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Beach Safety Guide

Beach Safety Guide

Stay Safe at the Beach!

When you're heading to a beach, we urge you to appreciation the water and visit a lifeguarded areas. On a lifeguarded beach there are prepared experts to help keep you safe.

They'll be close by if something happens, in or out of the water. Just look for lifeguarded beaches with our free RNLI Beach Finder application, to ensure you and your family have a safe and fun outing to the coast.

 

Signs and Flags

Prohibition sign

Red and white prohibition sign

This is a prohibition sign – don’t do it!
Red and yellow flag

Red and yellow flags

Lifeguarded area. Safest area to swim, bodyboard and use inflatables.
Black and white flag

Black and white chequered flags

For surfboards, stand-up paddleboards, kayaks and other non-powered craft. Launch and recovery area for kitesurfers and windsurfers. Never swim or bodyboard here.
Red flag

Red flag

Danger! Never go in the water under any circumstances when the red flag is flying.
Orange wind sock

 

 

Orange windsock

Indicates offshore or strong wind conditions. Never use inflatables when the windsock is flying.

 

Understand Rips

Rips are strong currents running out to sea, it can quickly take you from the shallows out of your depth.

Rips are especially powerful in larger surf, but are also found around river mouths, estuaries and man-made structures like piers and groynes.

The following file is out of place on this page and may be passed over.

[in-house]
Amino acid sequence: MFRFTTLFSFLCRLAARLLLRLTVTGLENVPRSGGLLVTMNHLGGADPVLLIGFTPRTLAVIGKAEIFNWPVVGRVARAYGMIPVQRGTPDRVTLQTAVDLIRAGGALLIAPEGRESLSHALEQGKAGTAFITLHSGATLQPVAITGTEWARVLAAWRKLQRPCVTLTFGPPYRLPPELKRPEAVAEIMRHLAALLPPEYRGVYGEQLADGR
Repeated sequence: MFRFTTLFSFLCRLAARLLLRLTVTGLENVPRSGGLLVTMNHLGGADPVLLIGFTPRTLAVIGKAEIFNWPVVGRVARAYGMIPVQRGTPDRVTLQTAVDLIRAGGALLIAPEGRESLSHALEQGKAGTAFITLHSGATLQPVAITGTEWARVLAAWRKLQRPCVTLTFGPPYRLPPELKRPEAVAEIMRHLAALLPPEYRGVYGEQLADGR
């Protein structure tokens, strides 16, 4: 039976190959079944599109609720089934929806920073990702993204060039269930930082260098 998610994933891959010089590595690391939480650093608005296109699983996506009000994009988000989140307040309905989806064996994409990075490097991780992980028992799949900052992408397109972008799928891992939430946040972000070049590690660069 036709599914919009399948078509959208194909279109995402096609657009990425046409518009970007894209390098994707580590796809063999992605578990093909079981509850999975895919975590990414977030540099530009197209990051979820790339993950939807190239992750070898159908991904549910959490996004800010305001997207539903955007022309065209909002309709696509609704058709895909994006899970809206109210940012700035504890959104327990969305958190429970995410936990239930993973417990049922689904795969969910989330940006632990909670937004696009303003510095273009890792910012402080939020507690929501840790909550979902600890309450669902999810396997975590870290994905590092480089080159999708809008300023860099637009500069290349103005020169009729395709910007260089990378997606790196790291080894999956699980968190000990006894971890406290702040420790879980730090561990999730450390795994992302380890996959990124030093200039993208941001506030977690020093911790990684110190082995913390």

They can catch even the most experienced beachgoers out, so just ask lifeguards for some advice. They will show you how you can avoid rips, but if you do happen to get caught in one:

  • stay calm – don’t panic
  • if you can stand, wade don’t swim
  • keep hold of your board or inflatable to help you float
  • raise your hand and shout for help
  • never try to swim directly against the rip or you’ll get exhausted
  • swim parallel to the beach until free of the rip, then make for shore

If you see someone else in trouble, inform the lifeguards or call 999 or 112 and ask for the Coastguard.

Understand the Waves

Waves are great fun, but can also be very dangerous. They all have different characteristics depending on the beach your visiting and conditions – understanding how they work will keep you safer.

Waves are formed by the wind blowing across the surface of the sea. How steeply a beach slopes (or ‘shelves’) will also affect the size and type of wave. 

Spilling Waves

Spilling waves are ideal for beginner board riders as they break consistently. Start off in the shallow white water before progressing to deeper water and unbroken waves as you become more advanced.

 

Dumping Waves

Dumping waves or heavy shore break should be avoided. These waves break quickly with a lot of force making them dangerous for beginners.
 

Rip diagram

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